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I am currently working on a highly optimized code, designed to run in an HPC environment.

This code computes a sequence of simple image processing operations in pixel neighborhoods for points in an image. Typically, I have an order of 1200-2000 points per image.

This code runs on a 8 core Intel Xeon CPU E5420 @ 2.50GHz. The OS is CentOS 5, 64 bit.

The code is written in C and compiled using the Intel compiler. Multithreading is done by an openMP for-loop (guided) pragma on the points.

The problem I am facing is that I do not get the X8 (not even X7) performance boost I am expecting.

This problem gets worse as I decrease the number of points and is alleviated as I increase them.

For example, for 1200 points I get a relative speedup (compared to a single thread) of X4.3, for 2400 points X6.3, for 3600 points X7.1. So the typical speedup (1200 points) is relatively low.

I am using the latest VTune to analyze this issue, so far I am not seeing any dominant parameters that explain this behaviour. I isolated the serial code and the speedup factors are the same as detailed above for the main parallelized for-loop. This suggests that it is not the serial parts that are holding the runtime back.

I used the article "http://software.intel.com/en-us/articles/using-intel-vtune-performance-analyzer-events-ratios-optimizing-applications/" to measure tuning ratios.

The ratios I measured look reasonable for both 1200 and 3600 points:

For 1200 point:

CPI = 0.80759

Parallelization_ratio = 0.91599

Modified_data_sharing_ratio = 0.00087244

L2_cache_miss = 324000

Branch_misprediction_ratio = 0.0077442

Bus_utilization_ratio = 0.18217For 3600 points:

CPI = 0.78496

Parallelization_ratio = 0.99238

Modified_data_sharing_ratio = 0.00085696

L2_cache_miss = 1089000

Branch_misprediction_ratio = 0.0073767

Bus_utilization_ratio = 0.2105According to the artice above, both sets of ratios are acceptable, however, the speedup is not up to par.

Is there another important ratio or event that may indicate what the probem is ?

Thank you in advance,

Ianir.

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In order to get more parallelization_ratio underproduction load your algorithm requires more work for each thread, about 100000 or more instructions per thread.

My suggestions is to make task based parallelization, where 1 task = 1 image in case you have large amount of images.

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I am afraid I can not post the actual code.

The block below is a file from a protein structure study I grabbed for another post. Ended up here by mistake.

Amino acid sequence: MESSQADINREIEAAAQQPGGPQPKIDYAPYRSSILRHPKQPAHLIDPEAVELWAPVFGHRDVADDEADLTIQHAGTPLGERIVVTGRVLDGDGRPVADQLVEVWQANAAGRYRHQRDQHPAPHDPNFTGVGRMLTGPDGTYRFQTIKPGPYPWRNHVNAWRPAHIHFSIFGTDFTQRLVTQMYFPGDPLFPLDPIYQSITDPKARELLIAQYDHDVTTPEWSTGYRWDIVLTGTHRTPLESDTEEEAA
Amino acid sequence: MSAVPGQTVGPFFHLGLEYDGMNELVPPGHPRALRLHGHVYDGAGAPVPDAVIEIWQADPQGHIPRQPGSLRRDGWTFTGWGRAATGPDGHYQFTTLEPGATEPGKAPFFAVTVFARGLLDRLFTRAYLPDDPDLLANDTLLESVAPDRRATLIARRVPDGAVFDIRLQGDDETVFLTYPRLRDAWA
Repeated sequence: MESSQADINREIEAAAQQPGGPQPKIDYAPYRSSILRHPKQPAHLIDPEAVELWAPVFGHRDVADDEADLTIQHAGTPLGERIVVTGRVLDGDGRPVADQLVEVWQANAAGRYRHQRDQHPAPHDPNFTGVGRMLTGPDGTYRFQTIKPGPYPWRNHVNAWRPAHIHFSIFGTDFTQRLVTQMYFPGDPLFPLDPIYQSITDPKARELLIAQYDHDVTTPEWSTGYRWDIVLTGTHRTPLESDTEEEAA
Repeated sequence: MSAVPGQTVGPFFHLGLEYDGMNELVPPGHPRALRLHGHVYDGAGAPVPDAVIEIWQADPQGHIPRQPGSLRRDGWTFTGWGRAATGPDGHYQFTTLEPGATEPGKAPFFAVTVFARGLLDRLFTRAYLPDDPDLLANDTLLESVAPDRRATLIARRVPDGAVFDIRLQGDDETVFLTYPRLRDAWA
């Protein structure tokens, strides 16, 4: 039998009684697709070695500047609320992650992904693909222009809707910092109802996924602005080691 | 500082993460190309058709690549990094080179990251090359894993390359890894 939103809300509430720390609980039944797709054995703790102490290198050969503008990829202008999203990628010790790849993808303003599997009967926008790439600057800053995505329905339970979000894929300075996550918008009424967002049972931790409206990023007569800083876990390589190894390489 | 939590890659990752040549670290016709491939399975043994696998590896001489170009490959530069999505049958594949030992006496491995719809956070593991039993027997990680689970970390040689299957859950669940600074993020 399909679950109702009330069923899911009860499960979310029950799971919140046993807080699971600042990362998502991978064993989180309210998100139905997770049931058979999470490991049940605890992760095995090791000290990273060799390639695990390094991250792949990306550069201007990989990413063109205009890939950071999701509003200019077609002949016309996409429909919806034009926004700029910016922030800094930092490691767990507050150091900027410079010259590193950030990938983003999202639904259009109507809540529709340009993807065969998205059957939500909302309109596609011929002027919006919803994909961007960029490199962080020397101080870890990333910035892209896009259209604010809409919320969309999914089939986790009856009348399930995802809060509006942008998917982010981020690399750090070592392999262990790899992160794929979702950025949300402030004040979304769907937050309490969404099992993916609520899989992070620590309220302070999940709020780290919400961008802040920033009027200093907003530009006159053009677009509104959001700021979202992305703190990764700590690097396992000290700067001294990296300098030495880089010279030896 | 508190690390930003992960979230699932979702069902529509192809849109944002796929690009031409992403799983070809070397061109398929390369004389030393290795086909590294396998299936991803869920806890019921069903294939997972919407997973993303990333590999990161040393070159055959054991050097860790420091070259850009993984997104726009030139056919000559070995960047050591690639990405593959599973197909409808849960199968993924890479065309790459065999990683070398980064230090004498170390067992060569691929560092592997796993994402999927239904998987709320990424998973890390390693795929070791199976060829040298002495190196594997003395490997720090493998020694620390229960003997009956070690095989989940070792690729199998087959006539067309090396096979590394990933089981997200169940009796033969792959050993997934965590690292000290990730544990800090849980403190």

I can show the for-loop pragma:

#pragma omp parallel for shared(P_pt, start_output_pt) schedule(guided)

for(p = 0 ; p < K ; p++)

{

DOSOMETHING;

}

K is the number of points.

P_pt is the point information (x,y, and other data).

start_output_pt is a pointer to the ouput data for each point.

Can you elaborate on why parallelization only works efficiently for 100K+ instructions ?

I made an experiment and unrolled the for-loop to:

#pragma omp parallel for shared(P_pt, start_output_pt) schedule(guided)

for(p = 0 ; p < K ; p=p+2)

{

DOSOMETHING;

DOSOMETHING;

}

This had no impact on running time, even though each thread now has twice the workload.

Any ideas ?

Thanks,

Ianir.

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please try:

#pragma omp parallel for shared(P_pt, start_output_pt) schedule(guided, X)

for(p = 0 ; p < K ; p++) {DOSOMETHING;}

#pragma omp parallel for shared(P_pt, start_output_pt) schedule(dynamic, X)

for(p = 0 ; p < K ; p++) {DOSOMETHING;}

where X= K/m/num_threads, m = from2to 10;

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as i see, you used guided scheduling with default chunk size = 1, that means there are K simultaious tasks for 8 cores. Each task will be sheduled separately in order requested by threads. Scheduling is overhead which degradate your parallelization ratio.

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float * P_pt = (float *) malloc(K*4*sizeof(float));

(K is typically 1200-2000).

The operations I do are basically a form of histograms in a spatial neighborhood.

The guided schedule is indeed due to very different neighborhood sizes for different points, which results in varying runtime. I have tried setting the schedule to dynamic, but have not tried specifying chunk sizes, I will do so now. Thanks.

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lets try to clarify the rule of assigning of iterations in the guided scheduling:

P1 = C*K/(num_threads - 1);

P2 = C*(K-P1)/(num_threads - 1);

P3 = C*(K-P1-P2)/(num_threads - 1);

...

Pn = C*(K-P(n-1)...-P1)/(num_threads - 1);

... while Pn > chunksize

P(n+1) = chunksize

...

P(n+m-1) = chunksize

P(n+m) = rest iters <= chunksize